Anatomy of Passion
Kira Sapgir

The parallel retrospectives of Egon Schiele and Jean-Michel Basquiat at Fondation Louis Vuitton feature the artists’ personal and revealing self-portraits. In Schiele's “Self-portrait with Peacock Waistcoat” (1911), the artist is depicted with a wry smile, a contemptuous look from under half-closed eyelids under arrogantly raised eyebrows. In Basquiat’s “Self-portrait” (1984), the man on the canvas does not smile, but grins like a wild untamed beast. Strangely, in these self-portraits the facial features of the two artists are similar. Both have a pointed face, crazed hair, and a mocking smile.

But is this a reason to bring together two of the 20th century’s most prominent artists, separated by time and space, in the Frank Gary's glass crystal? Each viewer decides for himself. Egon Schiele lived in the Europe of the 1920s; Jean Michel Basquiat—in the America of the 1980s. While the former suffered from existential melancholy, the latter passion- ately loved life. Both conquered the artistic Olympus in only 10 years and died at the age of 28. Both became iconic fig- ures in the art world, “icons” with their own styles. The curator Dieter Buchhart had no intention to compare their work, each of the shows is self-sufficient: two different exhibition posters, entrances, and hashtags; at the Schiele show there are autumn-toned walls, reminding of the museum space, and the Basquiat exhibi- tion is a white cube—a symbol of the contemporary gallery. Although the shows can be viewed separately, on different days and at different time, experienced one after another, the expressive manners of both the Brooklyn prodigy and the Viennese rebel will evoke powerful emotions in the most passionless spectator.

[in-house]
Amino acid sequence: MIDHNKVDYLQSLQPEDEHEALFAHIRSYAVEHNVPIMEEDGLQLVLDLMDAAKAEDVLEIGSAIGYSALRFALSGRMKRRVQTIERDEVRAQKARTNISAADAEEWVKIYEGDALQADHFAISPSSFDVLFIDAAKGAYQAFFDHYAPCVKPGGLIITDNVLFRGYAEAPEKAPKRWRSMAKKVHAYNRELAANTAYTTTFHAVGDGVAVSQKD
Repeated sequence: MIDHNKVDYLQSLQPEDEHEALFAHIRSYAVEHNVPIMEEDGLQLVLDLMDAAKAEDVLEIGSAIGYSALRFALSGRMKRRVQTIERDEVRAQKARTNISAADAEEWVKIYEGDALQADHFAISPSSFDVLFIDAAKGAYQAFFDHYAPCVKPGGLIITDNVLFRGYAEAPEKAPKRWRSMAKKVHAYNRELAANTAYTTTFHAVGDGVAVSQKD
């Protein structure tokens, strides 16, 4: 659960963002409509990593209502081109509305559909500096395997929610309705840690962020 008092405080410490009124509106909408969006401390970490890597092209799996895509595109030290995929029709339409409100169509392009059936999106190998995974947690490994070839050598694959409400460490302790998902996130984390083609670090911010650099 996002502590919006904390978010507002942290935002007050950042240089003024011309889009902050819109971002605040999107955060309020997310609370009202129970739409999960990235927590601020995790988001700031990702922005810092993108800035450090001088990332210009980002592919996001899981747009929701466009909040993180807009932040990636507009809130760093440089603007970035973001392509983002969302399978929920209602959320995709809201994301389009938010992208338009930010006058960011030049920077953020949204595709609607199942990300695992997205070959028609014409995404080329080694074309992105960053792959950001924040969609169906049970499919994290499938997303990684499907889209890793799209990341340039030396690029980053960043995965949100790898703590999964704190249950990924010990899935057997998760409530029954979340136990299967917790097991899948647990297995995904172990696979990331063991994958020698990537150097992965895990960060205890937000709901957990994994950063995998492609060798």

DI # 6-2018

December 13, 2018